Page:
Aging: It Doesn’t Have To Be a Balancing Act

You know the feeling of unease; you’ve called Aunt Gracie for the third time and she still hasn’t answered the phone or returned the call. You wonder, “Is she OK? Has she fallen?”

Families with older relatives and friends who live alone are right to be concerned. One in three older adults fall each year. And the incidence of falling increases with age.

The good news, according to Lesley Weinberg, a physical therapist with Virginia Mason, is that falls are preventable and not a normal part of aging.

“Maintaining independence and remaining in one’s home environment is a goal that most of us strive for,” she says. Both the American Geriatric Society and the British Geriatric Society recently revised the recommendations, and below are the essential steps you or your family members should take to prevent falls:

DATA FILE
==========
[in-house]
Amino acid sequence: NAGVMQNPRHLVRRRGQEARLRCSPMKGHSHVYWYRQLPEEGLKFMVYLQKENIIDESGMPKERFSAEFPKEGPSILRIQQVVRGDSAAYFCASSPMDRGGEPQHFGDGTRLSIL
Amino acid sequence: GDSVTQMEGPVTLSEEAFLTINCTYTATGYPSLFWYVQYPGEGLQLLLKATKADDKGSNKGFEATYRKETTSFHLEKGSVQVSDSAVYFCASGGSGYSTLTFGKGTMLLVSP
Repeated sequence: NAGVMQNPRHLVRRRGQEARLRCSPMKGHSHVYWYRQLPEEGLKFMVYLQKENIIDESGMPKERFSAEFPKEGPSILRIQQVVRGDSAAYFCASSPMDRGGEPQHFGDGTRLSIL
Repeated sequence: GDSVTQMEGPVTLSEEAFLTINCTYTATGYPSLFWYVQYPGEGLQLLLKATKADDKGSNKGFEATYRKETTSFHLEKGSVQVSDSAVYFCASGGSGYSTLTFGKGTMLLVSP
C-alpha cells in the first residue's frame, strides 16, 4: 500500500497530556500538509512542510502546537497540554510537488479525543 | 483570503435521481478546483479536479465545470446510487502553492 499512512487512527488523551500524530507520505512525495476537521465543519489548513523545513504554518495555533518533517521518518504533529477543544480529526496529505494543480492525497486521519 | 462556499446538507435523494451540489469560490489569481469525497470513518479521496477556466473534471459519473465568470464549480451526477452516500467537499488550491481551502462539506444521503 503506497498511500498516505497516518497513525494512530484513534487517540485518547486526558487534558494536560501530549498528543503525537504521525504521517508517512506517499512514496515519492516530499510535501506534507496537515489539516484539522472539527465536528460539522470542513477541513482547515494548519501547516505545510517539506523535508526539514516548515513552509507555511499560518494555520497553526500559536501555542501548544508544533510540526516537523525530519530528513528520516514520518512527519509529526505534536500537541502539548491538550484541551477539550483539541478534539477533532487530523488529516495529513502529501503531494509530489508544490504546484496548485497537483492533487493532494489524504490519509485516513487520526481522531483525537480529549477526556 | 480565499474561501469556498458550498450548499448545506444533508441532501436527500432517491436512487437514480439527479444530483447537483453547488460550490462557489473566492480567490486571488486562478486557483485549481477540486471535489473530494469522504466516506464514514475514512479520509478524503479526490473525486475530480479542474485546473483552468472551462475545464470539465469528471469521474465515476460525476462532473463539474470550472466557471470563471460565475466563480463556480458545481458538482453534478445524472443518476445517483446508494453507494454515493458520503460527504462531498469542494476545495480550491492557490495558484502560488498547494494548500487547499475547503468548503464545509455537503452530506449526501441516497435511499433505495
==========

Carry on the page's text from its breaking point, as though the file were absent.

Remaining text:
• Review medications with your physician every year.
  • Have your vision checked regularly. Avoid using bifocals or trifocals when walking.
  • Take adequate amounts of vitamin D and calcium to support bone health. Consult your doctor to discuss specific amounts.
  • Pick proper foot wear: shoes with low heels and support in the heel as well as adequate amount of room for your forefoot.
  • Drink enough water. Recommended amounts are eight to 10 glasses of water per day.
  • Keep a safe home environment. A safe home includes proper lighting, installation of handrails and grab bars as well as keeping clutter off the floor.
  • Get regular exercise. The U.S. National Institute of Health recommends exercise programs for seniors that include:

Endurance training
Strength training
Balance exercises
Flexibility exercises

Your Skin: Pale Is Better Than Extra Crispy